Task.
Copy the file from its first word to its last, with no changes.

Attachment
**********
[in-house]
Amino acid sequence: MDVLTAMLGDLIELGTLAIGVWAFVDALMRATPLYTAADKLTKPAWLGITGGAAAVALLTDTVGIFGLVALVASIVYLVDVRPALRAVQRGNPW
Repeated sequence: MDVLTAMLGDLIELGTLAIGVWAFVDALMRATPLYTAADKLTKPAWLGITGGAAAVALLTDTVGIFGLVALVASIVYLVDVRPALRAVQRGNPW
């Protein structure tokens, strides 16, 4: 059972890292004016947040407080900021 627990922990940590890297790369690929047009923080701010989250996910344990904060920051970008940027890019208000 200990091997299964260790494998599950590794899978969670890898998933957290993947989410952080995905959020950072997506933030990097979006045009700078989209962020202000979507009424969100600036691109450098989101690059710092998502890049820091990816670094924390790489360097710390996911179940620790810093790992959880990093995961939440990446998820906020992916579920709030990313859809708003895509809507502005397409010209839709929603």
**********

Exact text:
[in-house]
Amino acid sequence: MDVLTAMLGDLIELGTLAIGVWAFVDALMRATPLYTAADKLTKPAWLGITGGAAAVALLTDTVGIFGLVALVASIVYLVDVRPALRAVQRGNPW
Repeated sequence: MDVLTAMLGDLIELGTLAIGVWAFVDALMRATPLYTAADKLTKPAWLGITGGAAAVALLTDTVGIFGLVALVASIVYLVDVRPALRAVQRGNPW
């Protein structure tokens, strides 16, 4: 059972890292004016947040407080900021 627990922990940590890297790369690929047009923080701010989250996910344990904060920051970008940027890019208000 200990091997299964260790494998599950590794899978969670890898998933957290993947989410952080995905959020950072997506933030990097979006045009700078989209962020202000979507009424969100600036691109450098989101690059710092998502890049820091990816670094924390790489360097710390996911179940620790810093790992959880990093995961939440990446998820906020992916579920709030990313859809708003895509809507502005397409010209839709929603």